Fertile Chicken Eggs | Chicken Egg Incubators

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Storing Your Fertile Chicken Eggs

Here are a few tips for storing Fertile Chicken Eggs.

Any cracked or overly dirty eggs should be removed and not stored as these impurities reduce the chance of a healthy chicken hatching. These eggs also increase the chance of spreading infection to other eggs that may be in the incubator. Do not try to wash any dirty eggs as this can do more damage than good.

Any fertilized egg should be gathered immediately, and placed in proper storage. Ideally fertilized eggs should make their way into an incubator as soon as possible to reduce the risk of spoiling eggs. Be sure to start your incubator 24 hours before placing fertilized eggs inside to ensure the proper temperatures.

Once a chicken egg is fertile it is very important to keep the egg at the right temperature. If the temperature is too cold then the chick may die.  Some recommend keeping fertilized chicken eggs in a cool dry place, other suggest keeping the fertilized chicken eggs wrapped in a towel to maintain warmth. It is very important to not change the temperatures too fast or drastically as this will reduce the chances of the eggs properly hatching.

 
 

When are Chickens Ready to Retire?

Raising hens for the purpose of having fertilized chicken eggs or fresh eggs daily is a good way of always having safe food. You have taken good care of your egg-laying hens since they began performing at six months old. Now, at five years old, your hen has stopped producing eggs. Five years is a long time to spend with an animal and you may have grown fond of her. If you have fond feelings for your hen or think that the chickens would be depressed if she disappeared, it is okay to keep her as a pet.
 
 

Facts about Fertilized Chicken Eggs

Humans have been eating eggs from birds since prehistoric times. Plenty of birds and animals lay eggs, and people consume them as well, but chicken eggs are without a doubt the most common and most popular. Statistics have shown that six billion eggs are consumed annually-and that’s just in the United States!

Since eggs are such a well-loved kind of food, it is no wonder people express some concern about the kind of egg they are eating. One of these concerns is whether the eggs they got from the supermarket are fertilized chicken eggs or not. But wait, aren’t all eggs supposed to be fertilized in the first place? This article aims to clarify just that.

 
Chick Brooder

It is a known fact that hens lay eggs. However, what is not very well known is that hens can lay eggs with or without the presence of a rooster. For the eggs to be fertilized, the hen and rooster must mate first, and this process must occur prior to the formation of the egg. Thus, if the hen has mated and she lays an egg, then that egg is fertilized. If the hen has not mated and she lays an egg, then that egg is unfertilized. Note, however, that the embryo of a fertilized egg does not undergo any change or development once it is placed inside the fridge. It has also been said that a hen lays fertilized eggs for a week if it has mated even once.

You can tell fertilized chicken eggs apart from unfertilized ones by candling eggs. This is a process traditionally used by farmers. In this process, hold the egg up to the candlelight so you can point out the blood spots and embryo. You will notice some eggs may appear opaque. These opaque eggs are the fertilized ones. Nowadays, you can find lights made specifically for candling eggs, but you may use the candlelight if you wish to do so.

If you crack the egg open, you can also see some differences between fertilized and unfertilized eggs. You can see the white circle present in the egg yolk is more defined in fertilized chicken eggs than in their unfertilized counterparts. You can also see small red lines running along the surface of the egg yolk. People commonly mistake the chalazae, a white stringy material found inside the egg, to be the embryo, but this is not so. The chalazae functions as a sort of barrier to prevent eggs from breaking. It is also found in all eggs.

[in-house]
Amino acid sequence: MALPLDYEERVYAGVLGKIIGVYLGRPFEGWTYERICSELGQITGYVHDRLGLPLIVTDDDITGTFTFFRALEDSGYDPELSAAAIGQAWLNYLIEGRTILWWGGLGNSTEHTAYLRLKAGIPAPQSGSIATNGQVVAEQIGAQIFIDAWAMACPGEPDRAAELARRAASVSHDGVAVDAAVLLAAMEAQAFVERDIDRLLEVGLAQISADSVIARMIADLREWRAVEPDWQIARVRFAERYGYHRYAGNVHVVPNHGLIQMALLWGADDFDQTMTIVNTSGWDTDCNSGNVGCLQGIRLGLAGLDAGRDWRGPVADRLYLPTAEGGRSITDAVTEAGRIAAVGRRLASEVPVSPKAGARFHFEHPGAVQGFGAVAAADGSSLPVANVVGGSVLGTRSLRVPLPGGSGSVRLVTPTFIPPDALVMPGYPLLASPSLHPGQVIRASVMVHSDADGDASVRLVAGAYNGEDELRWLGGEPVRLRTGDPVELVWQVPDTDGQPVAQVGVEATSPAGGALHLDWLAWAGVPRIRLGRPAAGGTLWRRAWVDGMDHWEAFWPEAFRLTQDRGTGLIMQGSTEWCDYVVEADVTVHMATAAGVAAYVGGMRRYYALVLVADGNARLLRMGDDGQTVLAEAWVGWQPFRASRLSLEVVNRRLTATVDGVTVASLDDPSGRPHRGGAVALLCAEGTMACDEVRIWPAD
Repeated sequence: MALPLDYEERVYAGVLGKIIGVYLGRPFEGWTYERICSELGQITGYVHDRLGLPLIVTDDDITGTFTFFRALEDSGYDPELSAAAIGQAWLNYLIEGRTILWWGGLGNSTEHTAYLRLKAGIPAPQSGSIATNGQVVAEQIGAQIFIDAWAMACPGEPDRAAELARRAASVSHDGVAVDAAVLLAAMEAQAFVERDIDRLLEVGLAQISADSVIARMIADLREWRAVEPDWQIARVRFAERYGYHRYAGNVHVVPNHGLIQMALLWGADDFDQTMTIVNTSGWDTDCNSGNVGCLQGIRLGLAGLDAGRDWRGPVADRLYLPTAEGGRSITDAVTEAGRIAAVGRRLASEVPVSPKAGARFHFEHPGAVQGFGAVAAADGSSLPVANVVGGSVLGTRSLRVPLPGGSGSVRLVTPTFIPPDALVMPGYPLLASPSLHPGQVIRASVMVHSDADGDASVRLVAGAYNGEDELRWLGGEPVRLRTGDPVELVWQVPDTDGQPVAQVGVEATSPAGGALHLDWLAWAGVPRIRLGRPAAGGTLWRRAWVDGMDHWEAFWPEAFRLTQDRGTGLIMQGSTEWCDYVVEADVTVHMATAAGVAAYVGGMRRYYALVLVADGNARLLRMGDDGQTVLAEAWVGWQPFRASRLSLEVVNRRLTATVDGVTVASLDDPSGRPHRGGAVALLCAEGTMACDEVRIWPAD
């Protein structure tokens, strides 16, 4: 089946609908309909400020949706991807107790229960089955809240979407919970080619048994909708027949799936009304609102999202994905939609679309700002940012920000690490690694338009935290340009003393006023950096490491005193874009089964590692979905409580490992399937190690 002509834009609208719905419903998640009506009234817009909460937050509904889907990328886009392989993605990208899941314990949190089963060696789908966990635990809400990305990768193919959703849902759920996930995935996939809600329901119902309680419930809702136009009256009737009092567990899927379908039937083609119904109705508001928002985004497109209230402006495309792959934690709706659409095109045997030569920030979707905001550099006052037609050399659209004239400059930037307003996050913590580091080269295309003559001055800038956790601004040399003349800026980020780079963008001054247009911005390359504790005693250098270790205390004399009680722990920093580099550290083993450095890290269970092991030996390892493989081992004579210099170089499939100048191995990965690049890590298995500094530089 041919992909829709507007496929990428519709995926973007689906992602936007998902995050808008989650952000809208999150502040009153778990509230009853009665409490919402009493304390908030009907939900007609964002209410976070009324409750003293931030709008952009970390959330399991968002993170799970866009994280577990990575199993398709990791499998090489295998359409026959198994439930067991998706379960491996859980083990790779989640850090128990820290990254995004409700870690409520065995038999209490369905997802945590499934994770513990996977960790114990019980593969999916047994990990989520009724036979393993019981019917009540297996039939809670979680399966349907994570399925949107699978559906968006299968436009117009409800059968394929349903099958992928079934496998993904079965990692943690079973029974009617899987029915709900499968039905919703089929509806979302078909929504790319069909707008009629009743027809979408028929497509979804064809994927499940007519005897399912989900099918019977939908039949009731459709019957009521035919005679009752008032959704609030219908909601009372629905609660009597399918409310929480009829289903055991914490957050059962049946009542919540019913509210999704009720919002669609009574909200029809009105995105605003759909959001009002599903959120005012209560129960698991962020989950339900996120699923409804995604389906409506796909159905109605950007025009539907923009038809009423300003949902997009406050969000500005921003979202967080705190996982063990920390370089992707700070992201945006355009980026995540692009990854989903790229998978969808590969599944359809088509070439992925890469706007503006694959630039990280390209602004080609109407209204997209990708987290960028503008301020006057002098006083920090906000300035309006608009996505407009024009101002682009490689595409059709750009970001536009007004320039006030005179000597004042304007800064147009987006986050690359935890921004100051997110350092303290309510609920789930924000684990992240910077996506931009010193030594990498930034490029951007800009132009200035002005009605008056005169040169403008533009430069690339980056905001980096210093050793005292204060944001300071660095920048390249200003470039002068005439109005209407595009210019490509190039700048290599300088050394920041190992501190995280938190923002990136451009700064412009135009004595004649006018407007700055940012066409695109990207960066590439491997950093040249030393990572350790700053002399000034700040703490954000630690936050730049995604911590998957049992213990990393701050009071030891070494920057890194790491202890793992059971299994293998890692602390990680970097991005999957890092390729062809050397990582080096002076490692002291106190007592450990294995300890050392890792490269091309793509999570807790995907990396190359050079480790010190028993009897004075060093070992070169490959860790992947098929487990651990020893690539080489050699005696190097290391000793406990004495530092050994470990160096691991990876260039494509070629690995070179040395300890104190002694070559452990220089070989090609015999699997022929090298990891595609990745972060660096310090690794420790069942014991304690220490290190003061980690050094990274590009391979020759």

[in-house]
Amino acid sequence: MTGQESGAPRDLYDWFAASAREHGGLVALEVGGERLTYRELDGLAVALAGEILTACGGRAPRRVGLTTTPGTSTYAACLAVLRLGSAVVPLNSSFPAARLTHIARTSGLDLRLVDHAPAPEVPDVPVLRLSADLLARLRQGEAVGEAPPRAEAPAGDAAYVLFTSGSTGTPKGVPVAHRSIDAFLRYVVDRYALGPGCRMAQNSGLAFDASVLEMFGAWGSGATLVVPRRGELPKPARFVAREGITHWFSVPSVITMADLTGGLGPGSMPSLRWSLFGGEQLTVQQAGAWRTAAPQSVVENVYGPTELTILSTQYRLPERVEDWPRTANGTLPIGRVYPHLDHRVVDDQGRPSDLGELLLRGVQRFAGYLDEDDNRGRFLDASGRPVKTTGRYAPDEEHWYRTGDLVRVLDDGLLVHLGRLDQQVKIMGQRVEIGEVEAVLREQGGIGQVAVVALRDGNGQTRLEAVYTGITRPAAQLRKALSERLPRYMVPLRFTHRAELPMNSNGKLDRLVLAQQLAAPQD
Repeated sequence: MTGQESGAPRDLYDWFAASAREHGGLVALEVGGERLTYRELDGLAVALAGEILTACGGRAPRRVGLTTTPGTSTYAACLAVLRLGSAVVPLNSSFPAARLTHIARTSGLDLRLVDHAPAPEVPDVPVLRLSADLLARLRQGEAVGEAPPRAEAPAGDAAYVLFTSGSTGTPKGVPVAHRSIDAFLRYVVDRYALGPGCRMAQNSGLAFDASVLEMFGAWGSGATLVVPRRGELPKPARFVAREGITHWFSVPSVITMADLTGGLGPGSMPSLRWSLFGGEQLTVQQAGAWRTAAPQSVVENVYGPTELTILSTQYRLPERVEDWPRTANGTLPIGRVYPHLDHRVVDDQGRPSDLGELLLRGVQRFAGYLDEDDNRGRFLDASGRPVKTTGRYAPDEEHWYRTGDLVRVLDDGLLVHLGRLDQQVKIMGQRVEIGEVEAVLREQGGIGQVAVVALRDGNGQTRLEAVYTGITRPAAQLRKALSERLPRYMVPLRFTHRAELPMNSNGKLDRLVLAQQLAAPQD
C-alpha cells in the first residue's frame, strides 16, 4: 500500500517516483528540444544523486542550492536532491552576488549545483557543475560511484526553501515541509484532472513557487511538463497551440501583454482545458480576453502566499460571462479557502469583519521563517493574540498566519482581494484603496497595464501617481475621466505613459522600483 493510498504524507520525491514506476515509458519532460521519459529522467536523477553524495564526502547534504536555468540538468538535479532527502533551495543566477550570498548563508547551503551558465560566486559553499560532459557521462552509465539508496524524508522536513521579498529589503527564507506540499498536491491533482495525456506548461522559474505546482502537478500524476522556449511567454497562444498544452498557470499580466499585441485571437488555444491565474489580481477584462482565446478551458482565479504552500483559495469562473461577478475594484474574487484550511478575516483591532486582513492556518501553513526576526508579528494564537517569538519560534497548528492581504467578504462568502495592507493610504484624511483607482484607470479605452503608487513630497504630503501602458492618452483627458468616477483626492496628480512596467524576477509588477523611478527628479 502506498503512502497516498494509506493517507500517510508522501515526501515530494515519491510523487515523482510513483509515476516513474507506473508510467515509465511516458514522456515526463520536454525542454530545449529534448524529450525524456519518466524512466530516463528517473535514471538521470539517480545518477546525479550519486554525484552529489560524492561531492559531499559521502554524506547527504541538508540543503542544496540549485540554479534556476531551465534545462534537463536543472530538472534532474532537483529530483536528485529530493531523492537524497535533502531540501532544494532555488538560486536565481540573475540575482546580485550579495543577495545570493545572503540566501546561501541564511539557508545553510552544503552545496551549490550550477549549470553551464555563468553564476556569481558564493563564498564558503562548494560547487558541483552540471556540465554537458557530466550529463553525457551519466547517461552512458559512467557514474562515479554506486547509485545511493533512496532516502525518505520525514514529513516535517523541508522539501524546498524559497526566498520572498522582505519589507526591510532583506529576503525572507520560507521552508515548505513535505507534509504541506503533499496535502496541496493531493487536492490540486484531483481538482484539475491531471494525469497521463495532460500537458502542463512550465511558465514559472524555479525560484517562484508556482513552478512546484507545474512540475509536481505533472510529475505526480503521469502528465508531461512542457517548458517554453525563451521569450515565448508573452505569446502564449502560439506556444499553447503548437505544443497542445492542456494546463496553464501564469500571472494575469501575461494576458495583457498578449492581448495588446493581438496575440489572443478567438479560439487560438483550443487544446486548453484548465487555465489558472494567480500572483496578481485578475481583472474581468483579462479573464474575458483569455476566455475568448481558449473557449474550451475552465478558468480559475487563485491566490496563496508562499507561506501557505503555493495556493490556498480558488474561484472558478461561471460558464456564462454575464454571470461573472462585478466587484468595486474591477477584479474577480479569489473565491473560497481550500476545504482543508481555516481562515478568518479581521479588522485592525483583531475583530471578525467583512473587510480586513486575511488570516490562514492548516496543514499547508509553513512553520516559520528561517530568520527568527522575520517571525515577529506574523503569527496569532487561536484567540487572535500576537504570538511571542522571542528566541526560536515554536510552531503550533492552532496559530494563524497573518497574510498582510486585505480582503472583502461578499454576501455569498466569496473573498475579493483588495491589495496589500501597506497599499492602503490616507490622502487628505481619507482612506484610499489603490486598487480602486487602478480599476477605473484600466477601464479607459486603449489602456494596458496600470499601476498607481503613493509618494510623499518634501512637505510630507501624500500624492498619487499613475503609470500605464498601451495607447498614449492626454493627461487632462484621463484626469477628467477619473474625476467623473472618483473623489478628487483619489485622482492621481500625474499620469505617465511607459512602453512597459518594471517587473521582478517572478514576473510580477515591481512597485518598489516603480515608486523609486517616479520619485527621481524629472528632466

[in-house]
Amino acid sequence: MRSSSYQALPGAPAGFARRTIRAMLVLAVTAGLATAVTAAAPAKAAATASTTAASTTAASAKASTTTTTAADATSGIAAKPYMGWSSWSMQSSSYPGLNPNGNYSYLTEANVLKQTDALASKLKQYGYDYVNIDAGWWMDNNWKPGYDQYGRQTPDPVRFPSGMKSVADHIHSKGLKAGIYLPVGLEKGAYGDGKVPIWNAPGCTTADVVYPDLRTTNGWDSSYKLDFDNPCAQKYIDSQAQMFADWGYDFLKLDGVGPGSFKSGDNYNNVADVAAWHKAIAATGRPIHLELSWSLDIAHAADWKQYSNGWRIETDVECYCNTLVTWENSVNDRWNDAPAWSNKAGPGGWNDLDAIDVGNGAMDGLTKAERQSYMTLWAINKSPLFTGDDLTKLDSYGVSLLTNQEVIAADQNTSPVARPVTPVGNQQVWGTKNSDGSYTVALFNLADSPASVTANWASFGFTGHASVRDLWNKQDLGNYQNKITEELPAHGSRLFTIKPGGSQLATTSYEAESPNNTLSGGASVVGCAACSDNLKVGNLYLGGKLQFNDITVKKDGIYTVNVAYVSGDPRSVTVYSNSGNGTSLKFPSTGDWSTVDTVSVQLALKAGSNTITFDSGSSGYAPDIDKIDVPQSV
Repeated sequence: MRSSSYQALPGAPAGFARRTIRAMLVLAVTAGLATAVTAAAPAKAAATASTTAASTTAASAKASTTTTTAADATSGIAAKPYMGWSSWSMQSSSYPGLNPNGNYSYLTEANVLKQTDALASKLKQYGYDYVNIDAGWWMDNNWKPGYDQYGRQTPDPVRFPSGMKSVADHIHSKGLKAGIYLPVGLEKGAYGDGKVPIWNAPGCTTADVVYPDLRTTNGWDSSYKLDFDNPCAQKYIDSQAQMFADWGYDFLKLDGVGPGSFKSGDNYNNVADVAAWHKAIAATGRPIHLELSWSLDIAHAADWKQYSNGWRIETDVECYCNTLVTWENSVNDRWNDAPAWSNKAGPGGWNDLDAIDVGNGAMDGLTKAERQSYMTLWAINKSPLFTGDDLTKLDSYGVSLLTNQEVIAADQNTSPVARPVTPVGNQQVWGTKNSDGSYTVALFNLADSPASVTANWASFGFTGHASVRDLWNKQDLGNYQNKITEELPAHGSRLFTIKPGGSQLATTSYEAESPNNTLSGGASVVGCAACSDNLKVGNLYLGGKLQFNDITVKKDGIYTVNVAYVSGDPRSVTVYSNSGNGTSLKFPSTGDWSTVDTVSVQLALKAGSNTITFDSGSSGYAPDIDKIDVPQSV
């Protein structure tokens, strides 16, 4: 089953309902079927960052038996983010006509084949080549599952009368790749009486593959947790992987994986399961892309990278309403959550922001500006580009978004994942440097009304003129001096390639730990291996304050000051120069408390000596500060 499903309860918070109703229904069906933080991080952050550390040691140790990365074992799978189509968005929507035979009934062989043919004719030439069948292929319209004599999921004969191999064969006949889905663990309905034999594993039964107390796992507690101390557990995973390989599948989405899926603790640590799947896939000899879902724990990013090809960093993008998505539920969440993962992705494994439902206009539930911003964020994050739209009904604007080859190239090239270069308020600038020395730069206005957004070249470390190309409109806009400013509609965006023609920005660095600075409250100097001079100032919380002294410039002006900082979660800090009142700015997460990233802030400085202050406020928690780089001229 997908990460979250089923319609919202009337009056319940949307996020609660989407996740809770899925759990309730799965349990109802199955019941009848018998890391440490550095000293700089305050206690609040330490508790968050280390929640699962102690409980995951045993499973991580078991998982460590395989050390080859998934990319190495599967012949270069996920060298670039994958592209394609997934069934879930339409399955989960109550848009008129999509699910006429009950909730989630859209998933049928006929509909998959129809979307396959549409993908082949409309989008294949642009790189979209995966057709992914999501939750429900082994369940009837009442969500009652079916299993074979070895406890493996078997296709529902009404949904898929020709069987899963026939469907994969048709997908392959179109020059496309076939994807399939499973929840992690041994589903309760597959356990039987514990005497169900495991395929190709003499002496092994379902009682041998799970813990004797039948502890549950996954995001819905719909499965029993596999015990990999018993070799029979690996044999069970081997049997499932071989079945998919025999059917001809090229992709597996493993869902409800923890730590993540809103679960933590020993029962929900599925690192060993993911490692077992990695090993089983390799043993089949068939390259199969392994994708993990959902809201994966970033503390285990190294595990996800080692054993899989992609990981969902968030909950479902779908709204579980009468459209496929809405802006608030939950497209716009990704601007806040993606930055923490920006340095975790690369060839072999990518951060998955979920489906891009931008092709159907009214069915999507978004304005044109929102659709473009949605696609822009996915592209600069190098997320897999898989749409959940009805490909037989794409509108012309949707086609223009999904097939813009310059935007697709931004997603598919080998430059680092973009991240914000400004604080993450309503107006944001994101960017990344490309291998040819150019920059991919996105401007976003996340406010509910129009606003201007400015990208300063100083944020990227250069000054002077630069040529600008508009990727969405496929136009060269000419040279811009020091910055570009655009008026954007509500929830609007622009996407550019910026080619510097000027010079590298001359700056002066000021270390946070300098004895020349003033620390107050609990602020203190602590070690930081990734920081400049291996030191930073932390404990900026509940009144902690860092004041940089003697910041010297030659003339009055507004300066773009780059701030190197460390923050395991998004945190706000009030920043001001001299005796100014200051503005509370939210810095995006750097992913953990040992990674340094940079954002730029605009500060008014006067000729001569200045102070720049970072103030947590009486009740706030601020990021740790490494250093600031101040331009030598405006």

One question floating among avid egg-eaters is if fertilized eggs are safe for consumption. The answer is yes. It is perfectly okay to eat fertilized eggs. Also, as mentioned in the previous paragraphs, once the fertilized egg is stored inside the fridge, the embryo no longer undergoes any change or development. Rest assured that you can eat your fertilized chicken eggs just fine like the unfertilized ones.

As for its nutritional value, the issue whether fertile chicken eggs are healthier than unfertilized eggs remains up to this day a highly debatable one. If you want to get the most of the egg’s nutrients, go for the freshest eggs available. The longer eggs are kept, the more their protein content gets lost. Like they say, fresh is often best.


 
 

Did you know Chicken Eggs with Thick Strong Shells Hatch Better


Did you know Chicken Eggs with thick strong shells hatch better

Fertile chicken eggs with thick and strong shells are known to have a better chance of hatching than the chicken eggs with weak thin shells. How do you know if you have a thick shell? Well you can measure the thickness by floating eggs in a salt solution of various concentrations. Specific gravity of an egg is highly correlated wtih the thickness of the shell.

If you have an egg which looks like it has a lot of pores or clear mottled spots on the eggs those egg are weak. The porosity of the shell determines the rate of moisture loss during incubation or storage. Examine your eggs before putting them into the incubator, if you find thin, rought, abnormal shape or cracked shells do not incubate those eggs.

Odd looking shape eggs should not be set in the incubator. If you want your flock to be of quality breed, always set eggs that are not too small or too large.

Weakness of the shell is just part of poor hatch. Here are a few more tips to look for

Fertility of Egg
Eggs to old when set - set only fresh eggs 7-10 days old
Do not incubate dirty eggs
Eggs not turned often enough - Did you know a hen turns her eggs an average of 96 times in 24 hours
Temperture too high or too low

No humidity or not enough
Improper ventilation
Not following the incubator instructions
Hope this information will help you with your hatching of healthy birds.

 
 

What You Need to Hatch Chickens

Raising backyard chickens has become a popular hobby and many people are interested in trying their hand at hatching chickens. Here is some information on what you need to know about the process. One of the first things to do is get in touch with your county extension agent. The county extension is an excellent source of information on hatching chickens. They can offer guidance on equipment, fertilized chicken eggs, and methods, and answer the many questions that are likely to come up.